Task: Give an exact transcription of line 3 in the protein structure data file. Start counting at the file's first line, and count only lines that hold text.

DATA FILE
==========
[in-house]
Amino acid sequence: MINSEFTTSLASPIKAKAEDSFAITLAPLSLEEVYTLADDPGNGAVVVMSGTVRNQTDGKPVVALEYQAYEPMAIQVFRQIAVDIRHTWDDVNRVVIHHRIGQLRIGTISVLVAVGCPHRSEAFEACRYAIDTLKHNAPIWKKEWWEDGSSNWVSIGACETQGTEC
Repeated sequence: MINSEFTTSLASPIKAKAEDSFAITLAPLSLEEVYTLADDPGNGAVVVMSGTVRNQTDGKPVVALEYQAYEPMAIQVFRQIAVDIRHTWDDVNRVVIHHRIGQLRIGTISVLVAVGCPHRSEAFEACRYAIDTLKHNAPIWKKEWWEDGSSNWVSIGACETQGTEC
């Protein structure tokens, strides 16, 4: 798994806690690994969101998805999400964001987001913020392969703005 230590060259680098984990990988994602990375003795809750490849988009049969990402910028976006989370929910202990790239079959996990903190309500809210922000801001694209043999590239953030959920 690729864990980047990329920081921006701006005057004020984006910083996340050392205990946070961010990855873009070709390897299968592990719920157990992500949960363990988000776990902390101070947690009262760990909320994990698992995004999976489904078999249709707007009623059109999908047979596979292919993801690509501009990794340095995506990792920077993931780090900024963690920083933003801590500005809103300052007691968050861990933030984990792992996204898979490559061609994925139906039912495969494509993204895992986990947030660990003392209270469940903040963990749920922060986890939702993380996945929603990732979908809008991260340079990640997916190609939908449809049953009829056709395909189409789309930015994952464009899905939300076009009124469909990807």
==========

Repeated sequence: MINSEFTTSLASPIKAKAEDSFAITLAPLSLEEVYTLADDPGNGAVVVMSGTVRNQTDGKPVVALEYQAYEPMAIQVFRQIAVDIRHTWDDVNRVVIHHRIGQLRIGTISVLVAVGCPHRSEAFEACRYAIDTLKHNAPIWKKEWWEDGSSNWVSIGACETQGTEC